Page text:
There is widespread perception that Muslim immigrants, far from integrating into the German environment, are self-segregating into a parallel society, with little chance to assimilate into the majority culture. Matters are made worse by Germany’s welfare-state, since low-income immigrants receive considerable public assistance and represent a significant burden on the state budget. There is a growing sense in Germany that welfare support should be linked more tightly to expectations of integration, including German language acquisition.
Aspects of the debate are defined by a specifically German context: the very large Turkish minority, the shadows of the Nazi past (leading to a national reluctance to insist that a foreigner adopt German culture), and the high welfare state subsidies. Of course what happens in Germany is important in its own right: the German economy is the foundation of the European Union, and Germany has been a reliable ally to American foreign policy. Yet the ideas that animate the German immigration debate—and its debate over Islam—are pertinent in the United States as well.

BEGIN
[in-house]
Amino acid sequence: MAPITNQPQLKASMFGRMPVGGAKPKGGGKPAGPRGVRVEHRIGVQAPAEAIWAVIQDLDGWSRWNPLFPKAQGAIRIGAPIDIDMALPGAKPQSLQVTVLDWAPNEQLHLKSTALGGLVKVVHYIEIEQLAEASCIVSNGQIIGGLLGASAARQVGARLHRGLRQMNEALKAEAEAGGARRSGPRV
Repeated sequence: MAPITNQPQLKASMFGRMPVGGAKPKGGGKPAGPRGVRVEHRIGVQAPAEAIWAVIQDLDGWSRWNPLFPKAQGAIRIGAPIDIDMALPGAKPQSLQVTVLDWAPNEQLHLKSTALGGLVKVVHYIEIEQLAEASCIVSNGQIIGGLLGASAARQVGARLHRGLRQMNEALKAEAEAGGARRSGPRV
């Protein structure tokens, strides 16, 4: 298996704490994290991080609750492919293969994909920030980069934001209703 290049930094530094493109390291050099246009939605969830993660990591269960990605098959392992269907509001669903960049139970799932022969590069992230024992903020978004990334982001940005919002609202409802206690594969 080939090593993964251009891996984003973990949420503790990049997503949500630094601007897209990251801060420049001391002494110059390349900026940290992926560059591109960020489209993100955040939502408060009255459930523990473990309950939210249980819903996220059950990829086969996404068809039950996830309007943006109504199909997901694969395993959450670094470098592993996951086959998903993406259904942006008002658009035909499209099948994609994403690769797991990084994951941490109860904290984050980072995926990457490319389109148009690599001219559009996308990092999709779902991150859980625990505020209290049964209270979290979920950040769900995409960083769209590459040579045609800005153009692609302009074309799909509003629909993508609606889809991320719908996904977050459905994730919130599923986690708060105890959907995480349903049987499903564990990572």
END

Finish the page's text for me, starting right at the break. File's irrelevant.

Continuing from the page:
For instance, on one extreme, we find the assertion in Germany that Islam is not only incompatible with the Western cultural tradition, but that it is necessarily hostile to it. From this point of view, Muslims represent a threat, either through retrograde values (gender inequality) or through terrorist violence. This camp is legitimately described as Islamophobic. One of the ironies is that the Islamophobes—westerners who fear Islam—are in basic agreement with the jihadist radicals: both see Islam as incompatible with Western values.
Second, a more moderate position, held for example by Chancellor Merkel, involves a recognition of the economic necessity of some regulated immigration, coupled with the insistence that immigrants integrate into mainstream culture. For this center-right camp, the core challenge involves the integration process: will German Muslims, over a couple of generations, become more "German," or will they remain ensconced within immigrant ghettoes?